Modern Horror Films Are Missing This One Crucial Element / by Keith LaFountaine

  The Texas Chain Saw Massacre  (1974, dir. Tobe Hooper)

The Texas Chain Saw Massacre (1974, dir. Tobe Hooper)

This is one of the most iconic images in horror film history. Our protagonist, who we have seen struggle through horrific circumstances, is bathed in blood, sitting in the back of a pickup truck, looking back at Leatherface as he chases her with his chainsaw.

This film came out during one of the most innovative decades for filmmaking (both in general and in terms of horror). Independent productions, like Tobe Hooper's The Texas Chain Saw Massacre and John Carpenter's Halloween, became hugely influential and popular. Horror, as a genre, was changing. 

There are a few things that differentiate the horror of the 70s and modern horror (mainly the integration of PG-13 horror films and the reliance on jump-scares to sell tension) but there is one thing you may not have noticed.

Film grain.

If you watch horror movies nowadays they are crisp, polished, and slick. They have the "digital" look (which makes sense, since a large portion of Hollywood has switched from film to digital in the past two decades). But, except in certain circumstance with certain directors, the digital look doesn't lend itself to horror in quite the same way.

The grainy film look of the 1970s -- seen in films like The Exorcist, Alien, Carrie, Jaws, Suspiria, and so many other horror films -- was an aesthetic in and of itself. It took away the polish of Hollywood and put horror in the dirt of middle-class America. It became more real because of this.

The other difference between the film and digital look is that lighting these two mediums is very different. Just look at these shots from The Exorcist and The Conjuring.

  The Exorcist  (1973) Shot on Panavision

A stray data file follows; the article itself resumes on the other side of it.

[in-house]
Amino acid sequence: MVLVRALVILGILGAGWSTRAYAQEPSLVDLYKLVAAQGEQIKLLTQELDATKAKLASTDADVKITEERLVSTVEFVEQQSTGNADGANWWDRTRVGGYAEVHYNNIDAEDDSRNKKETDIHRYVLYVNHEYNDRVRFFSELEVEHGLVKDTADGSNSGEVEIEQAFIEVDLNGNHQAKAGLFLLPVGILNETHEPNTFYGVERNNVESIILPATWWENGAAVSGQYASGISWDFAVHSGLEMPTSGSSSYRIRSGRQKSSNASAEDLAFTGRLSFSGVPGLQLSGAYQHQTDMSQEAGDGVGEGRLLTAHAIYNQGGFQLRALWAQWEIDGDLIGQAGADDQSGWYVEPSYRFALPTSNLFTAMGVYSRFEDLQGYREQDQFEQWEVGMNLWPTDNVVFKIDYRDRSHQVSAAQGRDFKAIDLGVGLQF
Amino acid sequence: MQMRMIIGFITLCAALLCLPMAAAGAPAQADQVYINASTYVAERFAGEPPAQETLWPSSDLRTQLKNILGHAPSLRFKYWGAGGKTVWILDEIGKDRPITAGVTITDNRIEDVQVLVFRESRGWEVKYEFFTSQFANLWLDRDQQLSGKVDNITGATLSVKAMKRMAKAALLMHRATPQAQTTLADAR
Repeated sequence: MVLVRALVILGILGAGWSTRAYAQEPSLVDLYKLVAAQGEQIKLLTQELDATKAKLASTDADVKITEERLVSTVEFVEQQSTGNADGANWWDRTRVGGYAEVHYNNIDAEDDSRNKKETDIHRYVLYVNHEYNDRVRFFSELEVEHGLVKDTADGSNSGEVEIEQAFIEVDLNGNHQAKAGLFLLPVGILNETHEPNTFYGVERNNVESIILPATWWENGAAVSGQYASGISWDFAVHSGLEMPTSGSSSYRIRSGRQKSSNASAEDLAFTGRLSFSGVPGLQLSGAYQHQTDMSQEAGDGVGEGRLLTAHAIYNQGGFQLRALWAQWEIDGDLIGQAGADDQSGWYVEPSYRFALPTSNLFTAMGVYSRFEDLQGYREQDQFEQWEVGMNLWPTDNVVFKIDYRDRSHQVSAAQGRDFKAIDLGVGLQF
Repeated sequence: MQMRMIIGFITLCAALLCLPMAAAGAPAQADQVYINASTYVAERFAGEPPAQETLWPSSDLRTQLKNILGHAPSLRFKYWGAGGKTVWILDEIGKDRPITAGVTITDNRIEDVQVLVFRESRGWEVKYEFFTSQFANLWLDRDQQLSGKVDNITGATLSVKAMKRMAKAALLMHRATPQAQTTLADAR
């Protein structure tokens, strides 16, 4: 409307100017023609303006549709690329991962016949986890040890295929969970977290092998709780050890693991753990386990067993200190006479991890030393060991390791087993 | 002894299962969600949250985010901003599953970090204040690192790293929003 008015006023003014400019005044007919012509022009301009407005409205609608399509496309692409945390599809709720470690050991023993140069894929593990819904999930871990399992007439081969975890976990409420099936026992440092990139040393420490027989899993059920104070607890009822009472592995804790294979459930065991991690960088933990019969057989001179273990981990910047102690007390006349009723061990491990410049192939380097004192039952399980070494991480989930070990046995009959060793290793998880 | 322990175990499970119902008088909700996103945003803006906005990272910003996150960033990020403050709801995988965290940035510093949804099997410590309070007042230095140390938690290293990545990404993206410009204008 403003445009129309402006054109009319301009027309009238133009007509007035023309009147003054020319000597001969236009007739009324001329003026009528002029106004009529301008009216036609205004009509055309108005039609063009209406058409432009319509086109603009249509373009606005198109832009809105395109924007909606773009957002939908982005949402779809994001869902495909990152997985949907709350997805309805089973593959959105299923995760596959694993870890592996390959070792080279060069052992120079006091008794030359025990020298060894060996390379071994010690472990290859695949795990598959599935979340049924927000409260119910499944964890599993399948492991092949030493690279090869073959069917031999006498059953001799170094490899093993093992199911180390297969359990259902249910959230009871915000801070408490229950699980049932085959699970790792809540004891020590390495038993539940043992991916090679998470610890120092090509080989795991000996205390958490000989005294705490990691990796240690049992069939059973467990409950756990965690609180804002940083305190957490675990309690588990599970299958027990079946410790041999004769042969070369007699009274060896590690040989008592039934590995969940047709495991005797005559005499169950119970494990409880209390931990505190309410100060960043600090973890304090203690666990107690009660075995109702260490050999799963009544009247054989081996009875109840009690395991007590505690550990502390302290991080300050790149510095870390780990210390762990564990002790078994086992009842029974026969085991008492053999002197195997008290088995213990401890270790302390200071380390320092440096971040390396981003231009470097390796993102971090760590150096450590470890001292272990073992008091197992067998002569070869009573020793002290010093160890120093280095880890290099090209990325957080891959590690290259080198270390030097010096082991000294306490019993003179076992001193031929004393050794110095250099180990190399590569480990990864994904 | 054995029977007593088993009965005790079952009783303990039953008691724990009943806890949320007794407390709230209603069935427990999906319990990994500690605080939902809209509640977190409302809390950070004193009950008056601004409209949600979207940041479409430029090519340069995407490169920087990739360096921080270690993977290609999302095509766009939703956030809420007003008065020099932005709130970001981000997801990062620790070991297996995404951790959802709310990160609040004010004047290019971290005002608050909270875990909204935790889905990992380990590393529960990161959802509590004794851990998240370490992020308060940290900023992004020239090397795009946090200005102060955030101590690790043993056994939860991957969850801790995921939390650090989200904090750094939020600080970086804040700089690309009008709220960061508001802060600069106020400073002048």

The Exorcist (1973) Shot on Panavision

 
  The Conjuring  (2013), Shot on ARRI Alexa

The Conjuring (2013), Shot on ARRI Alexa

Now, the difference here isn't necessarily in the lighting setups themselves (though I have tried to find stills that are similar to each other) but in how the light affects the image (both in terms of quality and clarity).

The lighting in The Exorcist feels dramatic -- the shadows are large and powerful; the light is harsh on the left side of the frame while the priests are bathed in darkness; the contrast between light and dark could not be harsher.

The lighting in The Conjuring still evokes a dramatic mood, but the contrast between the lights and the darks are much smaller. Its frame is more elegant, more refined, and more polished.

You may not care about this difference in the slightest and that's okay. However, I prefer the visual style of The Exorcist over The Conjuring. The film grain just as much of a tool for the horror genre as anything else. It adds this indescribable aura to the film that no other genre has. It grounds everything, whether that's a supernatural menace or a rogue killer.

You can see it in remakes especially. Just check out these two stills of Carrie from the 1976 original and the 2013 remake.

  Carrie ( 1976) 

Carrie (1976) 

 
  Carrie  (2013)

Carrie (2013)

The first image is just more striking. The way the light hits Carrie, and the way the camera registers that image, is much more grounded than the polished, shiny Carrie in the 2013 film. Something feels fake about the latter image.

Now, this is not to say that shooting on film or digital is a defining feature in "good" and "bad" horror films. There were plenty of bad horror films made the in 70s that used this aesthetic and there have been a few good horror films (mainly indie projects) made in the past 20 years that have shot on digital.

However, there is something to be said about the differences these visual styles bring to the table. The aesthetic of 70s horror helped enhance the fear and terror in a particular film while digital doesn't necessarily do that.

Granted, there are reasons filmmakers shoot on digital over film nowadays -- film is expensive, digital is cheap. You have a specific amount of time per roll of film that you can shoot on, whereas you can shoot forever with digital. Plus, there are now filters where you can put grain onto your film to get that aesthetic. But it's not quite the same. Pasting film grain over a polished image does not make that image look like it was shot on film.

Nowadays the film vs. digital argument is largely up to personal preference. The industry is moving away from film, while some filmmakers (like Christopher Nolan) refuse to shoot on anything other than 35mm. When you go to a horror movie next, consider this small difference. Go back and watch those classic horror films from the 70s. I think you'll find that film grain enhances the horror in a small, very subtle way.